Wednesday, June 22, 2016

Technical solution not always needed...

Even after many years working with SAP CRM on Premise, I'm sometimes asking myself why something is not working as expected (or at least not as we thought should be logical). And while we like to build technical solutions to solve these, it is sometimes easier (not forgetting cheaper as well) to accept the issue once analysed - if there are no actual business implications or customer inconvenience, and just continue with more important business topics.

Let’s take a recent example I encountered at a project, where we have a nice CRM on-premise system linked to an ECC back-end. One of the processes implemented in our environment is consignment, with consignment fill-up for putting goods on stock at customers location, and consignment issue when the customer tells us he how much and when he took goods from the consignment stock.

So far - all proven, standard SAP. Below picture from the SAP documentation nicely visualizes the consignment fill-up and consignment issue.

The issue...

Of course this is actually mainly an ECC back-end process, however since Customer Service works mainly from CRM, the consignment order types were implemented in CRM to allow order entry in CRM as well for these.

Customer Service receives an overview of the goods taken from consignment stock from the customer, correctly fills in all the given details in the CRM order, and the ECC back-end system nicely creates a delivery for the goods, and posts the goods issue.

Client expectation was that the billing date should be the same as the date of the consignment issue (the date the customer told us he had used the goods). Still all green lights, I assumed, since we did not get any questions on this process. Until we found out that the billing date on the invoices was not always correct .. Some thinking and testing later it was always the date on which we entered the order, even though the users nicely filled in the requested delivery date (assuming this would be the actual delivery date).

Why didn't this work as everyone expected?

After some analysis...

Long story made short, we could put anything in the requested delivery date in CRM , that value was nicely copied into the ECC order, however the goods issue (during our daily batch run) was always posted with the current date – not the date the consignment issue was done (as filled in by CS in the requested delivery field).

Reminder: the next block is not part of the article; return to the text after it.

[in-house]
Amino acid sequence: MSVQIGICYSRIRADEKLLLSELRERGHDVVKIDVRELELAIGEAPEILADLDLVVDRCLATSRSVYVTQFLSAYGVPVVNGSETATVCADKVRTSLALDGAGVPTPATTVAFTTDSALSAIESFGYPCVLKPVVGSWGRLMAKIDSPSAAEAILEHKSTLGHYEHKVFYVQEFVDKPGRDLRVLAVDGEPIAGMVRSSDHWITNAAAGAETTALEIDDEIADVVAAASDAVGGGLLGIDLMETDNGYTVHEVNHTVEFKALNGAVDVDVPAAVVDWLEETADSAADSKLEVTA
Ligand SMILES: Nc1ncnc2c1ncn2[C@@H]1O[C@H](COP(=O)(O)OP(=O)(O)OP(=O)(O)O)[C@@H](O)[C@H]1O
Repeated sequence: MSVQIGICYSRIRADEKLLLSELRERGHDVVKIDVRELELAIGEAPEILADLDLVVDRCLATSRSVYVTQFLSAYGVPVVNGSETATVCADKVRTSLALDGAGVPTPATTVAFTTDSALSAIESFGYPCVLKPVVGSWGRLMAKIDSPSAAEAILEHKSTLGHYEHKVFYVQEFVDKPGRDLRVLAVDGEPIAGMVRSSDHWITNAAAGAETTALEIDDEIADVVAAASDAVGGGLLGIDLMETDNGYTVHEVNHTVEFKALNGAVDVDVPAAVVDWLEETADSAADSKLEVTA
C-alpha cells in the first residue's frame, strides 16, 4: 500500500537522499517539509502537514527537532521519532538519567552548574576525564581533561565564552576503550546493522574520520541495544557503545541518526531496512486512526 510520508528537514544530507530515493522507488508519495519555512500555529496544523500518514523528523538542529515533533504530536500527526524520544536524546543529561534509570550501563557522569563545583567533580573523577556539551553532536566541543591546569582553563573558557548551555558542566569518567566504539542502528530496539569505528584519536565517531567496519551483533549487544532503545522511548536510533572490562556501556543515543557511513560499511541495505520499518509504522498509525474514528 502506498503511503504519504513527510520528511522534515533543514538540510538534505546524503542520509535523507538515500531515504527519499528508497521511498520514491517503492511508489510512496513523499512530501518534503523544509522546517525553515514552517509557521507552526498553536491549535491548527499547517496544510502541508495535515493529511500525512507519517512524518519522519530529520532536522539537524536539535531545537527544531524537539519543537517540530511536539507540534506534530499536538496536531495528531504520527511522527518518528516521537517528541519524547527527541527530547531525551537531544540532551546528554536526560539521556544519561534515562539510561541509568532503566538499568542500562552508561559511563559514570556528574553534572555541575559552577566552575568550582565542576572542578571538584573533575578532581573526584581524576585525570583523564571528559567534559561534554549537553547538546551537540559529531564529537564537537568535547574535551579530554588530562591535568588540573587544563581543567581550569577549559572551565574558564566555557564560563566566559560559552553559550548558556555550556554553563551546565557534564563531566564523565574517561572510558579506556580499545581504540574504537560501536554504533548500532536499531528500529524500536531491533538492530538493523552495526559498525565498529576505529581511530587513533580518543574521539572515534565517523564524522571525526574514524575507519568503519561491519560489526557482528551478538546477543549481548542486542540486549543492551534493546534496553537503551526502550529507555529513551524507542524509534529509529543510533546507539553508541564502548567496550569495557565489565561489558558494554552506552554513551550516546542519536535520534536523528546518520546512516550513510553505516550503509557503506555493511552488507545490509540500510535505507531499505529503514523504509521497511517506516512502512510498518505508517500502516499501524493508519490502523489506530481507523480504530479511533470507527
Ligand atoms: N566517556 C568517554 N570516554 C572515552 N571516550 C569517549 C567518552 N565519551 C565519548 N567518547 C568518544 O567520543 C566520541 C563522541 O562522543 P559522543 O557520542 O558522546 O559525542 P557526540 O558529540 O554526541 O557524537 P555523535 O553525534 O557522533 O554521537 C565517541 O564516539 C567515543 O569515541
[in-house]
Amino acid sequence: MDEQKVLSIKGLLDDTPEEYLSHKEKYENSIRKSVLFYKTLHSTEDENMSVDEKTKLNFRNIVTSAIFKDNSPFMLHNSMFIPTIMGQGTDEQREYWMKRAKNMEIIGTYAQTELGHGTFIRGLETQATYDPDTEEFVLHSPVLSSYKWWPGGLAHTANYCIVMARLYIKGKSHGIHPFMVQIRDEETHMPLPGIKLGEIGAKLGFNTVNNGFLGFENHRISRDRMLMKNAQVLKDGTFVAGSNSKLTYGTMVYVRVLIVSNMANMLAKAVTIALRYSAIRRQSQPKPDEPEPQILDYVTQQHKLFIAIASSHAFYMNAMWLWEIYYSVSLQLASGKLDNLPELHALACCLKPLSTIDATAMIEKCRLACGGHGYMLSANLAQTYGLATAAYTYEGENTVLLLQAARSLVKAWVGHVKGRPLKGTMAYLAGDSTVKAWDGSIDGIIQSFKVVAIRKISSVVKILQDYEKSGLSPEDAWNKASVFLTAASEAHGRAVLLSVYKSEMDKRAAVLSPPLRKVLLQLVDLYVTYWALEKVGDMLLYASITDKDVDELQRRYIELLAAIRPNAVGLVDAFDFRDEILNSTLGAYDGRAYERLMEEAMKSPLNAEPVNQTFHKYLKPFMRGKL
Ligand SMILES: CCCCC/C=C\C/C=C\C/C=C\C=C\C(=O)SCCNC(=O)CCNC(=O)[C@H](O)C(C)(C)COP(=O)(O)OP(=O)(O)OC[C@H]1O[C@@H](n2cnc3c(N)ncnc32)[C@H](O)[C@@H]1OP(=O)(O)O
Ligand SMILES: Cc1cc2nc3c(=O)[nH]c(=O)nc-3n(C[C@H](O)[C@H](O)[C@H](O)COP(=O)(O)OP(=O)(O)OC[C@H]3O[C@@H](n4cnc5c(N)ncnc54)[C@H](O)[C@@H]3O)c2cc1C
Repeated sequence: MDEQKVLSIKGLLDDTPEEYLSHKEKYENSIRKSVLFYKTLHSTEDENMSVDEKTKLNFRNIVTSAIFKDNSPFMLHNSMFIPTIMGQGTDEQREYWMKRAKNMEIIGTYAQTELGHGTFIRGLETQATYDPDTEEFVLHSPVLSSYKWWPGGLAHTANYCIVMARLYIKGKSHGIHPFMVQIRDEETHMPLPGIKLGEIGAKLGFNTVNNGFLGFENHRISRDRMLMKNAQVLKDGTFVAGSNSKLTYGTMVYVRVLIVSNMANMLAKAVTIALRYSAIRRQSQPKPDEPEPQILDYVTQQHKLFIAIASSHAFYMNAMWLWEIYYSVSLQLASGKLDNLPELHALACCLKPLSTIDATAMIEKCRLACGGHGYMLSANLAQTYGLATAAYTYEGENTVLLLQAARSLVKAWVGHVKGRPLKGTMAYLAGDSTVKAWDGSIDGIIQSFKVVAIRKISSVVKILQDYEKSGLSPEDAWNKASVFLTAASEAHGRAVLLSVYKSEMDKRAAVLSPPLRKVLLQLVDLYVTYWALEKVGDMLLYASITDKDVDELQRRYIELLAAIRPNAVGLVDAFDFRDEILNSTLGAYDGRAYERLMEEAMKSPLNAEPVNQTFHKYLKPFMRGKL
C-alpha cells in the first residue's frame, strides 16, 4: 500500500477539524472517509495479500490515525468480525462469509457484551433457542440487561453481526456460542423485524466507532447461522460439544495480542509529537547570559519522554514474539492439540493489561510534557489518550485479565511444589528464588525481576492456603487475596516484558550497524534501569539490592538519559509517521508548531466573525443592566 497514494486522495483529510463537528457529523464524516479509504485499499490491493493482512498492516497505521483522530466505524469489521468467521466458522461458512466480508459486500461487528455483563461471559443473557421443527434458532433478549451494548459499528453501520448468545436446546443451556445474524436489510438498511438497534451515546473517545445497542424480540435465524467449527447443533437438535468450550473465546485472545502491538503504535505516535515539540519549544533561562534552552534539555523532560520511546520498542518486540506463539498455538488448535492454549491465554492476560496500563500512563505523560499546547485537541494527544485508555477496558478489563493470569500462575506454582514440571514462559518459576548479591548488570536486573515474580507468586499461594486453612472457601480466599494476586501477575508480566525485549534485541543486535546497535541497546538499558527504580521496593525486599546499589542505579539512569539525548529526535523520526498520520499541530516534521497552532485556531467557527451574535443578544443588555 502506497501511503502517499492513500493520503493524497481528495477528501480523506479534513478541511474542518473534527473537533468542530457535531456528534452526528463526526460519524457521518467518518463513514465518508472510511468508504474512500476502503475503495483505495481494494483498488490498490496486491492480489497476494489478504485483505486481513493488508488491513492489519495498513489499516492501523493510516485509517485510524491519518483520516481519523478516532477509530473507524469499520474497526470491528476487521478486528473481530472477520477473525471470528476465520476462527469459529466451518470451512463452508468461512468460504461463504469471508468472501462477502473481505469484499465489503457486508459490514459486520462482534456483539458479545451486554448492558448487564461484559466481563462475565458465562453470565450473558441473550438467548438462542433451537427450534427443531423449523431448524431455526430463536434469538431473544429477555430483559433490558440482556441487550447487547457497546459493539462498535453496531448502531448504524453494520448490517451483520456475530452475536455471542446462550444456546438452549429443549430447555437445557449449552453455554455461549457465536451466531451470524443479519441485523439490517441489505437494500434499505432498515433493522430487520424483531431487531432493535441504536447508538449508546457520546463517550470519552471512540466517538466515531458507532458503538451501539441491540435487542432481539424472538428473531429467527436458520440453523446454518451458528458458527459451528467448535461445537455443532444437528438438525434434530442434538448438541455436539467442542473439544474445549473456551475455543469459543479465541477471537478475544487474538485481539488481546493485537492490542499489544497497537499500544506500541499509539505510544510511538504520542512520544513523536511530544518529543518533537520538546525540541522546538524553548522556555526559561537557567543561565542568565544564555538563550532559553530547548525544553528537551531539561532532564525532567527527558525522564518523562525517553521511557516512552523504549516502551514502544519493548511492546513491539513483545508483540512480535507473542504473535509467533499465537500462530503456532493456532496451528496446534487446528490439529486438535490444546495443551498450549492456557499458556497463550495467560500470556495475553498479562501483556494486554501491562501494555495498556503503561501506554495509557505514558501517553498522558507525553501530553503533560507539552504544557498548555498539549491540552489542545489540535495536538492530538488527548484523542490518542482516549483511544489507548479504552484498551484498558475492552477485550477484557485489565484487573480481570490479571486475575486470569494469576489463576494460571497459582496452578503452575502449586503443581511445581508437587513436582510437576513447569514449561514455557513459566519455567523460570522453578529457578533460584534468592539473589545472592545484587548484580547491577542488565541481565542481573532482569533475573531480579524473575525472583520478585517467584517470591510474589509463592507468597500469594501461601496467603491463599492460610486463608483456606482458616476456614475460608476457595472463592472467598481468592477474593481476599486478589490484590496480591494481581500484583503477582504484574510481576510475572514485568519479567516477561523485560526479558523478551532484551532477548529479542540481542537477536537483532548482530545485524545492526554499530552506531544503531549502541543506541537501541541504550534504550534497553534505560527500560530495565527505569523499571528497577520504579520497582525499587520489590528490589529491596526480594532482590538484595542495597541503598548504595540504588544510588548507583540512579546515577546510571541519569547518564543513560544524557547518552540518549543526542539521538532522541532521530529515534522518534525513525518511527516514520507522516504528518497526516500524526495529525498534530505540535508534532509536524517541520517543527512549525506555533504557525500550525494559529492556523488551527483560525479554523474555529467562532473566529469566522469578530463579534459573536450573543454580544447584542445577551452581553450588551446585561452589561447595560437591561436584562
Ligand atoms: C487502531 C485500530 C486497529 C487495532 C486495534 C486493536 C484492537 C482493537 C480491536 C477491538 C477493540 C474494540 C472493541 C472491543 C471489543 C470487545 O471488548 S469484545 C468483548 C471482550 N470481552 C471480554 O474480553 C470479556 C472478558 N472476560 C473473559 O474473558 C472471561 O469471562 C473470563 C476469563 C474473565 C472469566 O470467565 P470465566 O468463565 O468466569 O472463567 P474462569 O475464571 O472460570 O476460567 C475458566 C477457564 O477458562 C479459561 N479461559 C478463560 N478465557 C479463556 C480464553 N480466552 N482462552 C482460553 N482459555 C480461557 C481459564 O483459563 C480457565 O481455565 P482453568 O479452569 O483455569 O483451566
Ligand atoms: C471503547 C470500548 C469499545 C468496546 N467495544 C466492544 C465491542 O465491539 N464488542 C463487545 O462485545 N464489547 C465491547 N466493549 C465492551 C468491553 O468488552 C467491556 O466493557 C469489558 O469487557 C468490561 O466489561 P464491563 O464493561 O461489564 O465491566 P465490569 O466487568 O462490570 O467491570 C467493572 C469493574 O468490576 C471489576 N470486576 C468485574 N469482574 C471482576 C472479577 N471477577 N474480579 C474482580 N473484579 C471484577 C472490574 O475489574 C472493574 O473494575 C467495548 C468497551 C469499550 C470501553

For regular goods issues which are usually done the same day that the goods are shipped this is logical and also correct. However for consignment (where the customer informs us e.g. what he used during the weekend) this results in all postings for the weekend to be posted as if issued on Monday…. Not exactly what we wanted.

Of course, after some checking and manual delivery processing in ECC we realized that we could fill in the actual goods issue date in ECC before pressing the Post Goods Issue button.


To develop or not to develop...

However our client’s Customer Service employees are working only from within CRM, and should not manually have to update ECC documents. What options did we have here to get our desired result?


  • Leave as is, accept (and explain to customer) 
  • Manually correct each delivery before consignment goods issue 
  • Process the invoices for consignment issue separately such that we can fill in a billing date during invoicing

Technical (Now it’s getting interesting ….)

  • Update copy control from delivery to billing in order to control the billing date using some logic to be specified 
  • Update copy control from consignment issue order to delivery such that we can control the actual goods issue date (ECC field LIKP-WADAT_IST) from e.g. the requested delivery date
Both these technical options require that we correctly enter the consignment date which the customer told us into the CRM consignment issue order in e.g. the requested delivery date. Then we also need some control table logic needed since we need to trigger this only for consignment issue orders.

In our case, we opted not (yet) to go for the technical solution however to go for a business approach - explaining the SAP processing logic to our client, and where challenged by customers validate whether it is an issue or not.

So for for me this was a good example where our standard approach to start developing a technical solution is not per definition the only way forward - business has often several other priorities both in time and budget, and a choice not to do technical development can be preferable.